Benjamin: For me, being creative is incredibly personal. It’s a journey of expression and how you feel. The more you know about yourself, the stronger your identity will become. We all start something because we love it, but then people start making decisions for us. So the more self-aware you can become, the more in line you can grow with your gigs, management, and all aspects of your career. 

Joey: What I think is interesting about the whole mindset game is that it can change your life once you’ve once you are in control. When I started my career, I started trusting other people and completely neglected my opinion, which caused me to end up in some sort of burnout. For example, mental health can be really important for your music releases. Many artists struggle with releasing their music due to insecurities or fear. If you can control your mind, your life can be much easier. I also think that having this control triggers your creativity.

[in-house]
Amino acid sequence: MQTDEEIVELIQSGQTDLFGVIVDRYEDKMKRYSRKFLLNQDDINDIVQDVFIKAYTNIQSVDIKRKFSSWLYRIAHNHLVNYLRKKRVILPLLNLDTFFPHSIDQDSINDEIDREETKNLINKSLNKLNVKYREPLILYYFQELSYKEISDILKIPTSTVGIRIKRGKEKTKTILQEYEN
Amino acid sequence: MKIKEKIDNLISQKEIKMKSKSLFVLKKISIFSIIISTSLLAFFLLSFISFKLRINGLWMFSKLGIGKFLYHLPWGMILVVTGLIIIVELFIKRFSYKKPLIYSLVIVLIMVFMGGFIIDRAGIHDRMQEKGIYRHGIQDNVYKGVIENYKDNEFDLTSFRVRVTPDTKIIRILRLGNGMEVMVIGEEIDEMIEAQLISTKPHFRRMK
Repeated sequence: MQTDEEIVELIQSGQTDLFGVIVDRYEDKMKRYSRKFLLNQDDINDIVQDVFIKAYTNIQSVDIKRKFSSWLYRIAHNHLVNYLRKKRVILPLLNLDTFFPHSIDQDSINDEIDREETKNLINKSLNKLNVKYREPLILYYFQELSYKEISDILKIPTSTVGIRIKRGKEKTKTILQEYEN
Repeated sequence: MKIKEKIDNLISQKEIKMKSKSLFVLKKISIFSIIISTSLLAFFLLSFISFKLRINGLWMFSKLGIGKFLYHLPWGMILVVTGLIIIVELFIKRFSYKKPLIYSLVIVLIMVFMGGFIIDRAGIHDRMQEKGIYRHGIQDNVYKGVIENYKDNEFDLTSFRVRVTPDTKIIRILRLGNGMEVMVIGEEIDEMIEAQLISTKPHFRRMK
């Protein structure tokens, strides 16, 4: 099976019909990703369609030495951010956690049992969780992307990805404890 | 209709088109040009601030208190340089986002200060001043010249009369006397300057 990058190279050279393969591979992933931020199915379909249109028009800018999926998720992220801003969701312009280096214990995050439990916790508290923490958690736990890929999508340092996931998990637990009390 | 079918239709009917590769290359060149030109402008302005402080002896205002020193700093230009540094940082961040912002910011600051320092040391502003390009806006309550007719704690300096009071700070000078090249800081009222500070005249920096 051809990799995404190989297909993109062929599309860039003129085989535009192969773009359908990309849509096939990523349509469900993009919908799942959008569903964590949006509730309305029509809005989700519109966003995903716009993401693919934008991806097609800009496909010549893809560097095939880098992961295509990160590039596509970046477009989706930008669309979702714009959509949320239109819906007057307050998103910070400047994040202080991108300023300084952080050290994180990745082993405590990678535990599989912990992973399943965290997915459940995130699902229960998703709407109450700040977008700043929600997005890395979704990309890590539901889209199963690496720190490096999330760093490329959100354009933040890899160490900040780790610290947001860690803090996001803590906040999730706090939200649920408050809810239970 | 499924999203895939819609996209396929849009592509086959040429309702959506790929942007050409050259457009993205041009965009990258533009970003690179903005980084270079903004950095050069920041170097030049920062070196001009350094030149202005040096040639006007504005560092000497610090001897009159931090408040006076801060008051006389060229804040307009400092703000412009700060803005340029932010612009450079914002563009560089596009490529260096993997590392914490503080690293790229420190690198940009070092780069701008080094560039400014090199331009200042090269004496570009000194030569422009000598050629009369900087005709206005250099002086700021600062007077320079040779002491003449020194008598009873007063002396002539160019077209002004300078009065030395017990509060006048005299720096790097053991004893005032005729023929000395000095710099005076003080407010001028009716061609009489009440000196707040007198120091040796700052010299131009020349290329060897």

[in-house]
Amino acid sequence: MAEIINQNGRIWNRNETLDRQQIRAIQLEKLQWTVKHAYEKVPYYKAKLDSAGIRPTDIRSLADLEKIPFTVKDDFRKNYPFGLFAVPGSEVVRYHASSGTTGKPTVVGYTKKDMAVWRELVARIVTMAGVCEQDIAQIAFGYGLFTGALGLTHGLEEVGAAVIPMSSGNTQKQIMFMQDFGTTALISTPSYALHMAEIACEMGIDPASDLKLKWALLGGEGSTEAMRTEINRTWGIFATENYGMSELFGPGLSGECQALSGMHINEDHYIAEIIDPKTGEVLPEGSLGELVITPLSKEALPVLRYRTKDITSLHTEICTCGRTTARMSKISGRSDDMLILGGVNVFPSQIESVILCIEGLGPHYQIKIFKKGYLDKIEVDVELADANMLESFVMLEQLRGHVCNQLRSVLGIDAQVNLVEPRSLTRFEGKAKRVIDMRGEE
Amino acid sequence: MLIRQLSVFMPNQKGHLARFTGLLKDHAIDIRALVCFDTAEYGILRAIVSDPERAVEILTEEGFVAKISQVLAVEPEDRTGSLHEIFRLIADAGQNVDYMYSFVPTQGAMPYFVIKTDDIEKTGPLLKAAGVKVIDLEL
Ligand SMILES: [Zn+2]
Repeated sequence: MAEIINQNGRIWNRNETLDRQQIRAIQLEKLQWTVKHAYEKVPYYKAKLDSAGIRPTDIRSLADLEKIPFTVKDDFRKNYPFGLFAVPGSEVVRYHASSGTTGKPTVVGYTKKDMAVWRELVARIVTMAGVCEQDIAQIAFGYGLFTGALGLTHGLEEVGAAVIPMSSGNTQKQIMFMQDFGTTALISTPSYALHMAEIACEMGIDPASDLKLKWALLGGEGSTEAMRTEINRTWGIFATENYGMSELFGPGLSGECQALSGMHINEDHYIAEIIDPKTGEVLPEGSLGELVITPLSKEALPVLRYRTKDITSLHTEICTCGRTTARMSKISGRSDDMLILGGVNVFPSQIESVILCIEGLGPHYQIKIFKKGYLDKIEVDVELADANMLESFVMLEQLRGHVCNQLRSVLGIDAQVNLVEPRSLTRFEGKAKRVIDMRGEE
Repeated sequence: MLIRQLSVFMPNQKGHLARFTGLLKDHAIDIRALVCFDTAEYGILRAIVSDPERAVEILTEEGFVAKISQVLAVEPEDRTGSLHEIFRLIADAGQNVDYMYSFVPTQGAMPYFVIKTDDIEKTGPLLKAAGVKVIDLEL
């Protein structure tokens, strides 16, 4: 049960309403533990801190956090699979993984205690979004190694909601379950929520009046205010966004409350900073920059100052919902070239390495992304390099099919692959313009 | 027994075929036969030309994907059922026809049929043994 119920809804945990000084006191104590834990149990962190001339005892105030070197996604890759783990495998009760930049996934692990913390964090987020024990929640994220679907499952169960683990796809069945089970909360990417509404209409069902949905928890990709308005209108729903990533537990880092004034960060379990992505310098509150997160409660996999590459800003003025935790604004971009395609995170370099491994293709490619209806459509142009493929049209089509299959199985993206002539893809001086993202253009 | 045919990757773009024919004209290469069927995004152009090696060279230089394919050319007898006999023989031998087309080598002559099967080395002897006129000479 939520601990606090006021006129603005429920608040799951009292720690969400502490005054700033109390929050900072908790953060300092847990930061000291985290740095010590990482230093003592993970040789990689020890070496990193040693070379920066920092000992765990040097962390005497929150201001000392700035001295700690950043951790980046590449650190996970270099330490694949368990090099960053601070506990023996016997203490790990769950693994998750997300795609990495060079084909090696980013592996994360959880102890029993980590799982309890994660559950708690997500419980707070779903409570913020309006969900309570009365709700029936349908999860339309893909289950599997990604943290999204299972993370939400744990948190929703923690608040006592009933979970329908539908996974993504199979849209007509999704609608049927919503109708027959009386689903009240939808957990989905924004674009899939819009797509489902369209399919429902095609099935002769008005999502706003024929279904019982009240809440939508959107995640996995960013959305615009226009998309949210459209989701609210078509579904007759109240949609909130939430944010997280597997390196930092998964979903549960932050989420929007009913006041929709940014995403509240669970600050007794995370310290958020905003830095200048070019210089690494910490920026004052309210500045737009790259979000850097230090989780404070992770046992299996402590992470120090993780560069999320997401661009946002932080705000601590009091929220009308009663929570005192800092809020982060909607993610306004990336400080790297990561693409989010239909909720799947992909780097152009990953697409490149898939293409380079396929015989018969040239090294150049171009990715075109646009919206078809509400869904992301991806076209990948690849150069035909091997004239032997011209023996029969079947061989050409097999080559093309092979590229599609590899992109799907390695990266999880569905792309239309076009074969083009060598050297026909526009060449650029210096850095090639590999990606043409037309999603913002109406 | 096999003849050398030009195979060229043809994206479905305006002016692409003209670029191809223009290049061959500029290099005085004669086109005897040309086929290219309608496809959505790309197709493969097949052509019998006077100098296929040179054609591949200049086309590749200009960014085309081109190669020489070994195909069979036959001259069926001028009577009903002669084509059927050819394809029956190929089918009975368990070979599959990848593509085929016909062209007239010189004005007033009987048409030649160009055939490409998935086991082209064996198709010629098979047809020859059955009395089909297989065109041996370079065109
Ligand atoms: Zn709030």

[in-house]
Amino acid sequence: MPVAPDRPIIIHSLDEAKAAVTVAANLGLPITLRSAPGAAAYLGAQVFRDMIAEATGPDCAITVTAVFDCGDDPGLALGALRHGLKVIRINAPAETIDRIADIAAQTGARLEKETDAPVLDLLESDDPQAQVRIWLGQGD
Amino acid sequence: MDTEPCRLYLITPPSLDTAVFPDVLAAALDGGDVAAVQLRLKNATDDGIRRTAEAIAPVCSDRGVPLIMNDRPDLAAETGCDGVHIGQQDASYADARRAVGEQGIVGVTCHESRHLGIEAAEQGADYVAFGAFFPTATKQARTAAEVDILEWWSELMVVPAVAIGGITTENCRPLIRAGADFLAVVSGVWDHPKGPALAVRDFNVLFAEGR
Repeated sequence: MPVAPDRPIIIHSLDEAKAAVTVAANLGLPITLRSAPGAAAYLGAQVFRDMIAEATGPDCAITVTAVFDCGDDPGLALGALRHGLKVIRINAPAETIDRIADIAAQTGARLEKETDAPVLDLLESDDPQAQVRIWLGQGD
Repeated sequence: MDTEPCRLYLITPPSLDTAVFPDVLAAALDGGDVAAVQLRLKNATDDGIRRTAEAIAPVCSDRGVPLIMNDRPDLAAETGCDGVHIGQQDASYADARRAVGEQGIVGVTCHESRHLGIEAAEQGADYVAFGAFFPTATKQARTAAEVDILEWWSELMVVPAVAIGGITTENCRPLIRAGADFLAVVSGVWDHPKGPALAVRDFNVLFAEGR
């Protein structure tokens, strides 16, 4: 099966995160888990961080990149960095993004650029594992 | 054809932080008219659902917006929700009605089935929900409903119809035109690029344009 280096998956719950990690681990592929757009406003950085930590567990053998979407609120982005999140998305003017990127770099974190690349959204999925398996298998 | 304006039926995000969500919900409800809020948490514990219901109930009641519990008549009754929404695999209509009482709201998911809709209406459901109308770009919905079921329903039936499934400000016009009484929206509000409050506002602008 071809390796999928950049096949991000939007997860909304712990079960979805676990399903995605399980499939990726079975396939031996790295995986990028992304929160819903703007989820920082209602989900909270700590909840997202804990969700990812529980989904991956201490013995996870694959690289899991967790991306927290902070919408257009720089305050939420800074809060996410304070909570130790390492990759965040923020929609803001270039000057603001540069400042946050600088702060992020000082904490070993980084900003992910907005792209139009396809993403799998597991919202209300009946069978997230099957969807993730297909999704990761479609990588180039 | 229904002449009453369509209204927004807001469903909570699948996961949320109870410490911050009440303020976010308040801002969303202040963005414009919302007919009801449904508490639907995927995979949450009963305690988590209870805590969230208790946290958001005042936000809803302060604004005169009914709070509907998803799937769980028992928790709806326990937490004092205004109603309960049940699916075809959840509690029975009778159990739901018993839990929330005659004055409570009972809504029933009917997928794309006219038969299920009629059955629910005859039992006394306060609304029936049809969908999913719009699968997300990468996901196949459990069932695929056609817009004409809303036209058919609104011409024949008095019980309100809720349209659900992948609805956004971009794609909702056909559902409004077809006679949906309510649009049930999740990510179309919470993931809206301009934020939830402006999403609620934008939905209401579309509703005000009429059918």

Benjamin: Absolutely, it’s about connecting to yourself and understanding what’s actually important. Do you get value in a booking or record deal? Be honest with yourself. You should be okay with the fact that you don’t release music for two months or three months or five months, because it’s a decision you’ve made. 

I’ve worked with a lot of the big labels, and in 2020, you have just an excellent opportunity of releasing a record as they do. If you have the right connections, if you have the right distribution network, you can publish a track yourself. I can control whenever I want to release it. There’s no deadline, and there’s no stress about having to put out a new record. 

Joey: It’s just crazy to see how many people in this industry don’t know these things. And it’s not like it’s that hard to know, right? Like, there’s a million books and podcasts written about it. You don’t have to go to a psychologist to understand these issues.